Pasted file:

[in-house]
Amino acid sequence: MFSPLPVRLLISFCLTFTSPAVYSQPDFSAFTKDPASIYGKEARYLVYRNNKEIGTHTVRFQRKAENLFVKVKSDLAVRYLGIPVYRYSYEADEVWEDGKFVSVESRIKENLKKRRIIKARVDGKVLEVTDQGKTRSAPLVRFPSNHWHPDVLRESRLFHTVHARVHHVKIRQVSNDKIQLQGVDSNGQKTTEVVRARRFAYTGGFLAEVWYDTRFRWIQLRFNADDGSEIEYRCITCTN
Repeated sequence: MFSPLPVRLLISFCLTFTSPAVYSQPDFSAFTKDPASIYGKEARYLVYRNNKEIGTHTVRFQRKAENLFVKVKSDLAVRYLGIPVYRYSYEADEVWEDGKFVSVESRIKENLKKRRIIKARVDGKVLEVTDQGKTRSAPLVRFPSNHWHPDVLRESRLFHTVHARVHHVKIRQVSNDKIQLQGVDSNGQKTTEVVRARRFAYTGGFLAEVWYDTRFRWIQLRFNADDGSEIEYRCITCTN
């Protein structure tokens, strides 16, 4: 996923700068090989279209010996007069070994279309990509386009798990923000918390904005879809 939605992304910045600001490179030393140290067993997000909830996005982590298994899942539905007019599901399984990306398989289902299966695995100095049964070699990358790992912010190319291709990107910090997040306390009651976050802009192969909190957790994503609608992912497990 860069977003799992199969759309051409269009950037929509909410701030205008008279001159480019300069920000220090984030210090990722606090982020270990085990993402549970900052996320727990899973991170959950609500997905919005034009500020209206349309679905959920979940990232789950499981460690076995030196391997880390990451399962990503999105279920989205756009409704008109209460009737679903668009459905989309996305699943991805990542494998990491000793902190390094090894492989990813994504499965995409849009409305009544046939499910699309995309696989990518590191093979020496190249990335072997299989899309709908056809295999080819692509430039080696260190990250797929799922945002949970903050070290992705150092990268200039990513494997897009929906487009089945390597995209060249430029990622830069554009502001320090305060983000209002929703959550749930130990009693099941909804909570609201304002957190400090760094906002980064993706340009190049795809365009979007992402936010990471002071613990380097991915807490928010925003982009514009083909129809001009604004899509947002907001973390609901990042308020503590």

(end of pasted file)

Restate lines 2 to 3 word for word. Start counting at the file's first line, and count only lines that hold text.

Amino acid sequence: MFSPLPVRLLISFCLTFTSPAVYSQPDFSAFTKDPASIYGKEARYLVYRNNKEIGTHTVRFQRKAENLFVKVKSDLAVRYLGIPVYRYSYEADEVWEDGKFVSVESRIKENLKKRRIIKARVDGKVLEVTDQGKTRSAPLVRFPSNHWHPDVLRESRLFHTVHARVHHVKIRQVSNDKIQLQGVDSNGQKTTEVVRARRFAYTGGFLAEVWYDTRFRWIQLRFNADDGSEIEYRCITCTN
Repeated sequence: MFSPLPVRLLISFCLTFTSPAVYSQPDFSAFTKDPASIYGKEARYLVYRNNKEIGTHTVRFQRKAENLFVKVKSDLAVRYLGIPVYRYSYEADEVWEDGKFVSVESRIKENLKKRRIIKARVDGKVLEVTDQGKTRSAPLVRFPSNHWHPDVLRESRLFHTVHARVHHVKIRQVSNDKIQLQGVDSNGQKTTEVVRARRFAYTGGFLAEVWYDTRFRWIQLRFNADDGSEIEYRCITCTN